Do you have to completely customize the hardware and software for everyone who buys your product? That doesn't sound like a scalable business model. You need some way to reuse previous work. –  chrisaycock Nov 29 '10 at 2:39
    
Hardware is pretty fixed. But if a customer is committed to purchasing 1000 units, we'll add functionality through an add-on board but development time and further hardware costs are charged out. The companies we deal with are also happy to pay to have the software/firmware integrated into their existing systems, so we cant turn the work down! –  Jim Nov 29 '10 at 2:51
    
@Jim If the customers are more than happy to pay, why not hire more developers? Brooks's Law won't apply if you assign only one developer per customer. –  chrisaycock Nov 29 '10 at 19:48

I'm told that this is all quite common for a small start-up in our industry, but I'm just looking for ways to limit the number of "pizza in the office" all-nighters.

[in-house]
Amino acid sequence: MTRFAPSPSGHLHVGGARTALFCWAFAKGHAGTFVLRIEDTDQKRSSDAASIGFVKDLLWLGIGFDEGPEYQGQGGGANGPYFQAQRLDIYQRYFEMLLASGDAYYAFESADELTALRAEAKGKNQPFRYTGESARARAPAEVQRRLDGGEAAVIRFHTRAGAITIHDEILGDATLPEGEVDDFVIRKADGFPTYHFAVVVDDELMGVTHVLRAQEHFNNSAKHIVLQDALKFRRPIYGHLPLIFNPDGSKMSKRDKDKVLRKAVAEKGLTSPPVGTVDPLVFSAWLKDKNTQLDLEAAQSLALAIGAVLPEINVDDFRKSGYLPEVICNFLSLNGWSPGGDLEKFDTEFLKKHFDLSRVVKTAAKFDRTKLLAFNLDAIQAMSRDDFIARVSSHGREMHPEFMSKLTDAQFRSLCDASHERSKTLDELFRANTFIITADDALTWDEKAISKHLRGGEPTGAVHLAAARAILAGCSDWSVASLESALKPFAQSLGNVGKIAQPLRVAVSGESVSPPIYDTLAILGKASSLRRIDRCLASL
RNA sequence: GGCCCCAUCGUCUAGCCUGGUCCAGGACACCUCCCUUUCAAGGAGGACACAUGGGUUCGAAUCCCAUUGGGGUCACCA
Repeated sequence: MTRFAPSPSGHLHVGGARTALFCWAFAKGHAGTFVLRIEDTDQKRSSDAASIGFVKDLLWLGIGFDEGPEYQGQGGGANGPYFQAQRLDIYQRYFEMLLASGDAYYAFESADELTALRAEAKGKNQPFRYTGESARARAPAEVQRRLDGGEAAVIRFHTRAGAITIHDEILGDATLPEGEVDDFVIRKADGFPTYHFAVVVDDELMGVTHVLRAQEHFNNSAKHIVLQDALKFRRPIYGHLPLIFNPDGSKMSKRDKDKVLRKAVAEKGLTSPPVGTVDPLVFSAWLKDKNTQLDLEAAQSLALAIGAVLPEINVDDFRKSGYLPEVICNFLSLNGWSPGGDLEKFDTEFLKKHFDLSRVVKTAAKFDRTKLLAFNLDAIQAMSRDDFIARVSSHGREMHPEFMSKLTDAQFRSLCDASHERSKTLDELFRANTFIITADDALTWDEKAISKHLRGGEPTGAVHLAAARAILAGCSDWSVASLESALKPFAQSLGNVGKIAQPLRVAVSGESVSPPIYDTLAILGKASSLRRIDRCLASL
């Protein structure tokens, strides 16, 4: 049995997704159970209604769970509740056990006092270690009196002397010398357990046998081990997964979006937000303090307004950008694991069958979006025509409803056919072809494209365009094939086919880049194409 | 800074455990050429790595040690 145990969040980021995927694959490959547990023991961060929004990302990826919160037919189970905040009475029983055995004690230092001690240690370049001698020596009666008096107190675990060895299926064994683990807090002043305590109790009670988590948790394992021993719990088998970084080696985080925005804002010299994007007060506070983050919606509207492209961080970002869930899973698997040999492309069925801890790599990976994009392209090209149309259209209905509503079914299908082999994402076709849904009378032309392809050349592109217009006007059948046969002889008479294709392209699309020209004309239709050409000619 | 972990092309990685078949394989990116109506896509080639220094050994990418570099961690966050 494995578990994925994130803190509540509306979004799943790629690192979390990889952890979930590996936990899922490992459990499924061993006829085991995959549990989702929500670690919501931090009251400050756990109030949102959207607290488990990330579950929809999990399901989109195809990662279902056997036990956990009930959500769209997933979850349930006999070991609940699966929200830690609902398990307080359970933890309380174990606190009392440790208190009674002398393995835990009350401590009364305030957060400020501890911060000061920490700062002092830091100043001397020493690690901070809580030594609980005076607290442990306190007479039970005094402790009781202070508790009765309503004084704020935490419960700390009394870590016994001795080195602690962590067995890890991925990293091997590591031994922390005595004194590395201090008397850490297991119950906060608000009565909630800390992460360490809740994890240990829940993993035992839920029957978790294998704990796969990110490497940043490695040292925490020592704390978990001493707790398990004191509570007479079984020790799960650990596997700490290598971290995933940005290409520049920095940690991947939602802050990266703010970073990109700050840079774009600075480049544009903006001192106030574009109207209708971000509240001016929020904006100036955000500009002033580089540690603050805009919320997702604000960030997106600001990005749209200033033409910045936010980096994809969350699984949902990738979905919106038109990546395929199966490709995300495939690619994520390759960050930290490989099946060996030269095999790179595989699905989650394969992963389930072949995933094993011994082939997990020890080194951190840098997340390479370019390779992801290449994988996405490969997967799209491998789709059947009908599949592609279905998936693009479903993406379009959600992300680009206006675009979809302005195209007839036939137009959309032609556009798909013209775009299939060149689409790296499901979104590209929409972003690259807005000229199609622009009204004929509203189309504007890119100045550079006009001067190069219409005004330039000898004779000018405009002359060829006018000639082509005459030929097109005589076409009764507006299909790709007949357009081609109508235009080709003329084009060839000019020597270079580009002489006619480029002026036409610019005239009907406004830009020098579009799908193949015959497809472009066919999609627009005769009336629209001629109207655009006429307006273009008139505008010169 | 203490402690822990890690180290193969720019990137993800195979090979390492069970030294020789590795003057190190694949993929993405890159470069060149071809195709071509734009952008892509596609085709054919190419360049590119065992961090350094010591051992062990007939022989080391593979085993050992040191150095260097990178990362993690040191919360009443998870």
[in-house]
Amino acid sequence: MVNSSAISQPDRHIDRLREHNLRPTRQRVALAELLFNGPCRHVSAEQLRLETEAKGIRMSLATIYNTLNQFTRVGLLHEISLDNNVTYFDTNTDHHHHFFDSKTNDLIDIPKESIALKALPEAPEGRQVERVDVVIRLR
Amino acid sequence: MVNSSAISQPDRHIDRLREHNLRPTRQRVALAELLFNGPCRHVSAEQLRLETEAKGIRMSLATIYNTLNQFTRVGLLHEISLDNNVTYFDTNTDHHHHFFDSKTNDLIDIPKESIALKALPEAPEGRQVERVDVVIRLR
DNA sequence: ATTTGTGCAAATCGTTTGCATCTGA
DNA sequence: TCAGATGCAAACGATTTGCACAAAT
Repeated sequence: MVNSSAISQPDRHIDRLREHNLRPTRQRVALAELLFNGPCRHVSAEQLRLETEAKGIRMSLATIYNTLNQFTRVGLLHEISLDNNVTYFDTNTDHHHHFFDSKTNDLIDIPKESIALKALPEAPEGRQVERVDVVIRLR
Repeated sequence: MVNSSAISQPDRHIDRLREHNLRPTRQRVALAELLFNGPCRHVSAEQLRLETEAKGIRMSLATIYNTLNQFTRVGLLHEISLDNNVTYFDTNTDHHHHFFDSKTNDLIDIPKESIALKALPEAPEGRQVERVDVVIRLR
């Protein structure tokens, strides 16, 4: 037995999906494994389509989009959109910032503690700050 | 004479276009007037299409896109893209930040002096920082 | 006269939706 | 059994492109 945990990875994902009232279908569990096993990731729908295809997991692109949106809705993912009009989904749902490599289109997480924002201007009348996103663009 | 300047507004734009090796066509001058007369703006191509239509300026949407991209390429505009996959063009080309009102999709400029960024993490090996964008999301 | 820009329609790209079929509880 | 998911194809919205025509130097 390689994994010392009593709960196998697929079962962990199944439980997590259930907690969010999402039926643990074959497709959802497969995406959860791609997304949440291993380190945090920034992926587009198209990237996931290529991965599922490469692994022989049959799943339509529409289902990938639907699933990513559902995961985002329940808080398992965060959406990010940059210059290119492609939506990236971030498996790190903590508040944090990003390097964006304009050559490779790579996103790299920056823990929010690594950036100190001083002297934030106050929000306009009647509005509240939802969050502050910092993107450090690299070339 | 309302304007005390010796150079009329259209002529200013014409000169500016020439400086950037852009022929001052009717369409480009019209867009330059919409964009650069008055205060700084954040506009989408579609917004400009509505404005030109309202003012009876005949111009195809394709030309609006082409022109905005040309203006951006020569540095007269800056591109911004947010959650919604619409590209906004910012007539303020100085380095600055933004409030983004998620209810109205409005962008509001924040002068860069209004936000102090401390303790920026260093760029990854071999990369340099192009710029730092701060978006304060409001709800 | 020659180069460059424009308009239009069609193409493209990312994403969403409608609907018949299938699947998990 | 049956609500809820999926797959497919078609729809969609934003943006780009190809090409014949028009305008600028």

Aren't we all.

"Customer A wants to test feature X next week", so the required time is allotted.

Allotted by whom?

Do you create your own schedules? If not, the only response to management creating a schedule for you is all-nighters.

Realistic non-all-nighter schedules will bother management. Until you can prove that your customers want a better schedule with fewer all-nighters, there isn't much you can do.

The only way to reduce the all-nighters is to get stuff done sooner. But if the hardware doesn't arrive sooner, there isn't much you can do, is there?